As we have reported previously, women become shock absorbers of poverty, sacrificing their careers and security by leaving work to take on unpaid care and making daily sacrifices such as skipping meals so their children can eat. Women also tend to have the main responsibility for buying and preparing food and managing household budgets so, when times are tough, they take on the additional emotional and mental labour of finding ways to make ends meet.

There are other options

In our response to the recent budget, WBG was clear that plans for “austerity 2.0” are misguided. Women and marginalised groups – particularly those facing intersecting forms of oppression – will suffer while organisations continue to make record profits. “Balancing the books” can be done in far more progressive ways. 

It has become clearer than ever that policymakers from across the political spectrum have continued to focus on growth as the priority for our economic systems despite evidence that it is neither sustainable nor is it serving our society[6]. Women and other marginalised groups bear the brunt of the impacts of the climate crisis caused by growth-driven economies worldwide, and those crises too often include increased rates of male violence. 

The recent autumn statement was an opportunity to introduce more progressive tax measures and bolster key public services. But developing a strong, healthy, and fair economy must go further than that. The intersecting crises of Covid-19, climate change, and international conflict, combined with complications such as Brexit have highlighted stark inequalities and reliance on practices which harm both people and the environment. Our current economic system does not place people or the environment at its heart but that can change. 

One of the biggest reasons that women continue to be economically worse off is that our economy does not value care. Policies which care for the most in need are deemed ‘nice to have’ rather than vital when times are tough. And this huge labour gap is too often left for women to fill.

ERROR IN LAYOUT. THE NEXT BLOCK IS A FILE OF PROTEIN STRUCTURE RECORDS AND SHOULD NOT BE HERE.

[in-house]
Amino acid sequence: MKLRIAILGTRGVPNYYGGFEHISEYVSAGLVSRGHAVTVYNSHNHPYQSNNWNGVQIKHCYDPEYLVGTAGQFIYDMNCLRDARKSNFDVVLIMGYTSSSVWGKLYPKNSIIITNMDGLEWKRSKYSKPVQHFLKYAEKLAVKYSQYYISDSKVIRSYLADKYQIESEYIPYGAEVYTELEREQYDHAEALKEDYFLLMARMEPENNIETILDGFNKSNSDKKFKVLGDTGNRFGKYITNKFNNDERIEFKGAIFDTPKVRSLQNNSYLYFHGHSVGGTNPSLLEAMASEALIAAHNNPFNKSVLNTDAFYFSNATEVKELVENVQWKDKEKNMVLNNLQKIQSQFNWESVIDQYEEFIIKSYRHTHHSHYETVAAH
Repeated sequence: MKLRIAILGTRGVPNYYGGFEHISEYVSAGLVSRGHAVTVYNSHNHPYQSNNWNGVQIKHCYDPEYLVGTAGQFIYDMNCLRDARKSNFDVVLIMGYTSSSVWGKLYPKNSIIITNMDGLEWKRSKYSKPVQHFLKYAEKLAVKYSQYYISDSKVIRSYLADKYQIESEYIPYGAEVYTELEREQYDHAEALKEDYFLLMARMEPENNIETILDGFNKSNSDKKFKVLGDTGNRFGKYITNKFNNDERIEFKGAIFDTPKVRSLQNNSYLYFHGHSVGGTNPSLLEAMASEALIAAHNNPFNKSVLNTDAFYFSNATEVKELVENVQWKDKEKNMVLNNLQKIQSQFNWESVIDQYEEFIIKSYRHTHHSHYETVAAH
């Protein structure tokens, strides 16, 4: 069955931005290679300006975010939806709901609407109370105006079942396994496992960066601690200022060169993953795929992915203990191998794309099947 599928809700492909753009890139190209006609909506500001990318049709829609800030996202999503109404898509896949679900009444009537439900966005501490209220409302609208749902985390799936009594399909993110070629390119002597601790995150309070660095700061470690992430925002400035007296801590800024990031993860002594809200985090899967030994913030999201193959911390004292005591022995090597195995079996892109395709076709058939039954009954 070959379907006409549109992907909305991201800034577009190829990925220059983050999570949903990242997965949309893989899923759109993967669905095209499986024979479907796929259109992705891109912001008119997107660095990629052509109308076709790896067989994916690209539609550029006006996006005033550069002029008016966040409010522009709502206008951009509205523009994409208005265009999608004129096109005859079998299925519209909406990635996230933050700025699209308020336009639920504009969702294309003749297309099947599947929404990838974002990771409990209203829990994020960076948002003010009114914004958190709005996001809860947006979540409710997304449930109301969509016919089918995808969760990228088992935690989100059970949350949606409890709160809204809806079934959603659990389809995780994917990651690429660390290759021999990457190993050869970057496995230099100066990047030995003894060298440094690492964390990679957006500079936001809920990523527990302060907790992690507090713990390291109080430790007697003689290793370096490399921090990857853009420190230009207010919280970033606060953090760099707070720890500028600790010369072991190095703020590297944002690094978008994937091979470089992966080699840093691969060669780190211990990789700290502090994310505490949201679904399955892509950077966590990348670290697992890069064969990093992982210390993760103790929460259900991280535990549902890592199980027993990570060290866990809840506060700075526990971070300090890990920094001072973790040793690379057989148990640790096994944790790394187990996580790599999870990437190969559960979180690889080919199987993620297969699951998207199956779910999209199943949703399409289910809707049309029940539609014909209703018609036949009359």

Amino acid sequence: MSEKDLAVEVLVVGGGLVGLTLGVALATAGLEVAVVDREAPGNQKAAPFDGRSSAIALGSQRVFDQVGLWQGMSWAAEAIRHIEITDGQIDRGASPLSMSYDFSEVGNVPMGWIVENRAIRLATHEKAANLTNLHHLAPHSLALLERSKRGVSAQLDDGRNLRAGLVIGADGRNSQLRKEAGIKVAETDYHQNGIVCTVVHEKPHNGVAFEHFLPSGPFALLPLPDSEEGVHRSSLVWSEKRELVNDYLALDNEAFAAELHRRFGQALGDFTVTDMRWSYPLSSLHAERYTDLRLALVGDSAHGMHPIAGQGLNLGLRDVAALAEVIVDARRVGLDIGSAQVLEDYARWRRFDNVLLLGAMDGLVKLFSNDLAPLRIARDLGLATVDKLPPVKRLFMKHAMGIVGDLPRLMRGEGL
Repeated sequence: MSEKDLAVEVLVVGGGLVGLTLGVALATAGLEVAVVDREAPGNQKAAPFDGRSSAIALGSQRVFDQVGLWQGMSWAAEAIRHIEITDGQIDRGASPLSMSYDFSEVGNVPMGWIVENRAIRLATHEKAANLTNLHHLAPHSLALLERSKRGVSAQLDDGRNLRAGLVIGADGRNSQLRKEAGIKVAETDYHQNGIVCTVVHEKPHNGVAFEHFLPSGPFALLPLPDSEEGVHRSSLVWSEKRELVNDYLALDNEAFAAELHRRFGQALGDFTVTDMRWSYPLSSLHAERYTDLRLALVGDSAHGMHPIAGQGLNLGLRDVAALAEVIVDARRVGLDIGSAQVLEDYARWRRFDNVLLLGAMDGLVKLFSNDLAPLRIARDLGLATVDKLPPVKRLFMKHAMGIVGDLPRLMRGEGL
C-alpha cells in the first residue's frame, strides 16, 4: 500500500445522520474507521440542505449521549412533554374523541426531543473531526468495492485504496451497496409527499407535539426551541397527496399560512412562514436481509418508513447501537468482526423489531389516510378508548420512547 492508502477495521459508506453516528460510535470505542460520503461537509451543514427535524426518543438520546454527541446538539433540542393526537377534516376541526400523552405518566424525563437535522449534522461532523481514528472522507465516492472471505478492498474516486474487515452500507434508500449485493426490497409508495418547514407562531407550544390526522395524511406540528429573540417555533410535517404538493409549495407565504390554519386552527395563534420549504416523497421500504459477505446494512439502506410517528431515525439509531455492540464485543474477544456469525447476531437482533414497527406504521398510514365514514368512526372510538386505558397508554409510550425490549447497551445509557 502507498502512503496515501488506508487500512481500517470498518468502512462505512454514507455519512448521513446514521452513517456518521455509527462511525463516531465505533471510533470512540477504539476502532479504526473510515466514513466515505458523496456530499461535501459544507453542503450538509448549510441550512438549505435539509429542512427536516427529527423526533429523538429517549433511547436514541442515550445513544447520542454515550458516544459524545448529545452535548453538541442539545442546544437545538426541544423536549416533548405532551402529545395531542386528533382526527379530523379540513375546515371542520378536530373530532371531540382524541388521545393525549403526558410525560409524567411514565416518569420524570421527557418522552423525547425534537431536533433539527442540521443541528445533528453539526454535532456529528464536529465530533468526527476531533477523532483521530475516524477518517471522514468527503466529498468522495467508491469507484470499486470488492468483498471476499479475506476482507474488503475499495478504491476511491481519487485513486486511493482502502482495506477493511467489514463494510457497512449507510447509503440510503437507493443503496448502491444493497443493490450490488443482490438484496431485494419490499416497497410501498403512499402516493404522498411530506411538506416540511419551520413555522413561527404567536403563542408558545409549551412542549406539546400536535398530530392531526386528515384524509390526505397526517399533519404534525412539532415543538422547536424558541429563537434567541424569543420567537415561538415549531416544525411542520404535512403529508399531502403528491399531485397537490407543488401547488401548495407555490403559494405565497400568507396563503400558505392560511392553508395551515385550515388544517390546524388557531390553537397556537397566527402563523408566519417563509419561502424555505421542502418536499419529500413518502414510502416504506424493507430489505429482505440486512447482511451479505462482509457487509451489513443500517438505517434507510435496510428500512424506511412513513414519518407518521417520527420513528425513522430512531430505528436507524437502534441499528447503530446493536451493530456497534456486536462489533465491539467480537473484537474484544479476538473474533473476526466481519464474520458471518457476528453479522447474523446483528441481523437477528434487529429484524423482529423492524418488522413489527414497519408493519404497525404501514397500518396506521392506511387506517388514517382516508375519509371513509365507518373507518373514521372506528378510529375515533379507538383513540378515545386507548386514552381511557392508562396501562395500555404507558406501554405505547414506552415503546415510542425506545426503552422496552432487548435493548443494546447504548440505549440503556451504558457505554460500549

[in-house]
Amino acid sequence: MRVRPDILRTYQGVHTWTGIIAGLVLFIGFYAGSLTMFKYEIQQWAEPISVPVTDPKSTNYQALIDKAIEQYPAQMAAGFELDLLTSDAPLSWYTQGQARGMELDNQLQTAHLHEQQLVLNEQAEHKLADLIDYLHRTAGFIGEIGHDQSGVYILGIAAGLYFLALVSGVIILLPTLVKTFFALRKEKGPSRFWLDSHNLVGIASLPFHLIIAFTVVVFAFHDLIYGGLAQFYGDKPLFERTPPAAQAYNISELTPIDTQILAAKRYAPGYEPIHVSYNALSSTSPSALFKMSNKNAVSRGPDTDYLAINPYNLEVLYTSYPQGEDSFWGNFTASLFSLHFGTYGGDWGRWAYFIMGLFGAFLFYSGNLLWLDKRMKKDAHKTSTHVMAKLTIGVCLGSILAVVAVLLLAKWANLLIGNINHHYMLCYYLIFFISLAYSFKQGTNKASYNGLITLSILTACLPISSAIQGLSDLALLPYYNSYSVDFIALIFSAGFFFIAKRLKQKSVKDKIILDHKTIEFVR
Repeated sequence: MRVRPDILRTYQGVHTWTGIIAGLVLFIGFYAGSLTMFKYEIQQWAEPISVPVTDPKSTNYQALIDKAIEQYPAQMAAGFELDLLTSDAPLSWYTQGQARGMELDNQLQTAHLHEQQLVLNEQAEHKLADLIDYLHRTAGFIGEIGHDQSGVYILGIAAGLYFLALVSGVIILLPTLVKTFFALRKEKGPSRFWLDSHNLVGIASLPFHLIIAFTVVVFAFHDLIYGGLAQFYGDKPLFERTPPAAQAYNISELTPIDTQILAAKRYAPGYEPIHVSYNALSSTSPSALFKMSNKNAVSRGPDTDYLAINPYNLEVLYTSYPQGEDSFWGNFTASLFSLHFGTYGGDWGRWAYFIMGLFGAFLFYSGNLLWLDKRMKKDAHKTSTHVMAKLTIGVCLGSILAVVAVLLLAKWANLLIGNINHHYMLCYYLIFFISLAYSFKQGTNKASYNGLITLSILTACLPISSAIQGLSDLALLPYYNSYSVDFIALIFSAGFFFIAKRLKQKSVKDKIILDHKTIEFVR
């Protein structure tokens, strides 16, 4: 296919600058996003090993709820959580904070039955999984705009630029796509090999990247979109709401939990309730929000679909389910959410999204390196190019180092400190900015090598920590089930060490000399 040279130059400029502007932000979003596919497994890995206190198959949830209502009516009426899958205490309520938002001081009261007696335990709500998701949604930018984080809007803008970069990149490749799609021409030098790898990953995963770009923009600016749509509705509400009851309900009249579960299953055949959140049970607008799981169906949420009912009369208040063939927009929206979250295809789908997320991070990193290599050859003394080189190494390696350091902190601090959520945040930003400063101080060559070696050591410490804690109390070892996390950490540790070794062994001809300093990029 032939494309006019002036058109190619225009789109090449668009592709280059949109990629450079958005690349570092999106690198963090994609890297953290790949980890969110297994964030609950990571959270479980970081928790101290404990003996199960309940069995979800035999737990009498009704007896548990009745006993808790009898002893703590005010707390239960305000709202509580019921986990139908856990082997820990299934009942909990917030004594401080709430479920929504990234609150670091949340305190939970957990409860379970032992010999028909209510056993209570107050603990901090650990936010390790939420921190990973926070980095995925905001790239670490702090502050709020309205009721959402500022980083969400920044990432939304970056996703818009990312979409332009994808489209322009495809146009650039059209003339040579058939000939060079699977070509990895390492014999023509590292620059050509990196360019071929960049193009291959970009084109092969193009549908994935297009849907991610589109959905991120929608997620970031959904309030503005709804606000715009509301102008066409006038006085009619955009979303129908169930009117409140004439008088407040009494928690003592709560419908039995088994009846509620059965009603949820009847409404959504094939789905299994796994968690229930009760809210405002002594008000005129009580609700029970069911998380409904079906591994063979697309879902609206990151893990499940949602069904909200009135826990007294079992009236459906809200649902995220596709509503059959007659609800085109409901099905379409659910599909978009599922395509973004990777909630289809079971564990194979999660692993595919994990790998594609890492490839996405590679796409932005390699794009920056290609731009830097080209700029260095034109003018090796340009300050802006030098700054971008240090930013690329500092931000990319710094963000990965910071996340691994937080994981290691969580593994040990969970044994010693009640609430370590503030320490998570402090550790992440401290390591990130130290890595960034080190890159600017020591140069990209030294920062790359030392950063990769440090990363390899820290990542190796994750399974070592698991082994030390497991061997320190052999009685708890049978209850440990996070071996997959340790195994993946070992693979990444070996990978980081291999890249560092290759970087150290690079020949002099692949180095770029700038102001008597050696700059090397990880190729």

An economy that is strong, fair, and sustainable would place care at its heart. Wellbeing must come before profit. We need to see investment into our public services, for a healthier, more educated and better cared for population. Alongside this, we have an opportunity to green our economy by investing in care jobs; across the care sectors, an investment of 2.7% of GDP would generate 2.2 million new care jobs with pay raised by 45% to make such roles more sustainable and appealing[7]

Prioritisation of care combined with greening of our physical infrastructure and energy use could create a country which cares for its people and the environment.  This work could be supported by a progressive tax system and in the longer term would create a stronger economy. Such a plan, centred on strengthening the foundations of our economy, would also bolster the UK Government’s financial credibility and its access to low-interest rates to borrow to invest in social and physical infrastructure. 

Oxfam’s recent report demands we change what we consider to be violence. This reframing is crucial in reaching the root causes of gender-based violence. At WBG, we too call for reframing policy approaches to recognise and respond to gender inequality. We have long argued that public services must be considered crucial infrastructure. Investment in healthcare, social care, education and early education and childcare services has a social benefit that goes beyond its direct users. These forms of social infrastructure serve to benefit and protect society. At the same time, we must reframe economic priorities, placing people and the environment at the heart of our decision-making.